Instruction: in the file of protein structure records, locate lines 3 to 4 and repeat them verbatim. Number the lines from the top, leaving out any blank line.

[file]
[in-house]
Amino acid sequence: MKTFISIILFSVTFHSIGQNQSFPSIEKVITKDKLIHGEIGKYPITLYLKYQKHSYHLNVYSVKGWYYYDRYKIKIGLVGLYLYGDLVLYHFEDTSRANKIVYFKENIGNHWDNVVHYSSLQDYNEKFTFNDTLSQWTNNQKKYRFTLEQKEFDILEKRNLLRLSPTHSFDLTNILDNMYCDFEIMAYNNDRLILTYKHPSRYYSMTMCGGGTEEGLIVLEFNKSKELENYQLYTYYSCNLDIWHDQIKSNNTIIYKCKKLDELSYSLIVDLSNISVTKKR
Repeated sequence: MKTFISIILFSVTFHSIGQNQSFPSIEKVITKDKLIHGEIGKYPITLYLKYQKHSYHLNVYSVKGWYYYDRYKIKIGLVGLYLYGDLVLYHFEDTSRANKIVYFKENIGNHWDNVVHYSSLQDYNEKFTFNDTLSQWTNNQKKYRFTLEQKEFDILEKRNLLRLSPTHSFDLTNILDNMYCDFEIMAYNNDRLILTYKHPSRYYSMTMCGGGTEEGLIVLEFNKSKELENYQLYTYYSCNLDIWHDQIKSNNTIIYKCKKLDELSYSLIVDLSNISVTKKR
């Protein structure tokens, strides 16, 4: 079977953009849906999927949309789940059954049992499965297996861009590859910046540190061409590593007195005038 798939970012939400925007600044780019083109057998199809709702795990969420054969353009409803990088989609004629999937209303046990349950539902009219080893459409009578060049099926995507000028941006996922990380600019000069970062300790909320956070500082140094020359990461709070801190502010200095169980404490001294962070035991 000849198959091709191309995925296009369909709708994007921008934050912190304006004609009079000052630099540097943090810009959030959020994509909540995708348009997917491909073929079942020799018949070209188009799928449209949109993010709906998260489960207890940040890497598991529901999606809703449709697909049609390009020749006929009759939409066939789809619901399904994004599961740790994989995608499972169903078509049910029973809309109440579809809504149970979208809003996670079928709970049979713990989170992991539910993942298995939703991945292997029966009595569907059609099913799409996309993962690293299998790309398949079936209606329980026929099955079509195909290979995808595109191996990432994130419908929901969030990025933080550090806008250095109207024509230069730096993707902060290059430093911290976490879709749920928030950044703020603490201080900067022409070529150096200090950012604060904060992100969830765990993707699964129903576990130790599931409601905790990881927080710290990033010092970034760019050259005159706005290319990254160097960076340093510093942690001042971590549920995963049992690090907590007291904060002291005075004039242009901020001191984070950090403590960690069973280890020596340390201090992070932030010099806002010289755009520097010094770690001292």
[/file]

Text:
Repeated sequence: MKTFISIILFSVTFHSIGQNQSFPSIEKVITKDKLIHGEIGKYPITLYLKYQKHSYHLNVYSVKGWYYYDRYKIKIGLVGLYLYGDLVLYHFEDTSRANKIVYFKENIGNHWDNVVHYSSLQDYNEKFTFNDTLSQWTNNQKKYRFTLEQKEFDILEKRNLLRLSPTHSFDLTNILDNMYCDFEIMAYNNDRLILTYKHPSRYYSMTMCGGGTEEGLIVLEFNKSKELENYQLYTYYSCNLDIWHDQIKSNNTIIYKCKKLDELSYSLIVDLSNISVTKKR
């Protein structure tokens, strides 16, 4: 079977953009849906999927949309789940059954049992499965297996861009590859910046540190061409590593007195005038 798939970012939400925007600044780019083109057998199809709702795990969420054969353009409803990088989609004629999937209303046990349950539902009219080893459409009578060049099926995507000028941006996922990380600019000069970062300790909320956070500082140094020359990461709070801190502010200095169980404490001294962070035991 000849198959091709191309995925296009369909709708994007921008934050912190304006004609009079000052630099540097943090810009959030959020994509909540995708348009997917491909073929079942020799018949070209188009799928449209949109993010709906998260489960207890940040890497598991529901999606809703449709697909049609390009020749006929009759939409066939789809619901399904994004599961740790994989995608499972169903078509049910029973809309109440579809809504149970979208809003996670079928709970049979713990989170992991539910993942298995939703991945292997029966009595569907059609099913799409996309993962690293299998790309398949079936209606329980026929099955079509195909290979995808595109191996990432994130419908929901969030990025933080550090806008250095109207024509230069730096993707902060290059430093911290976490879709749920928030950044703020603490201080900067022409070529150096200090950012604060904060992100969830765990993707699964129903576990130790599931409601905790990881927080710290990033010092970034760019050259005159706005290319990254160097960076340093510093942690001042971590549920995963049992690090907590007291904060002291005075004039242009901020001191984070950090403590960690069973280890020596340390201090992070932030010099806002010289755009520097010094770690001292």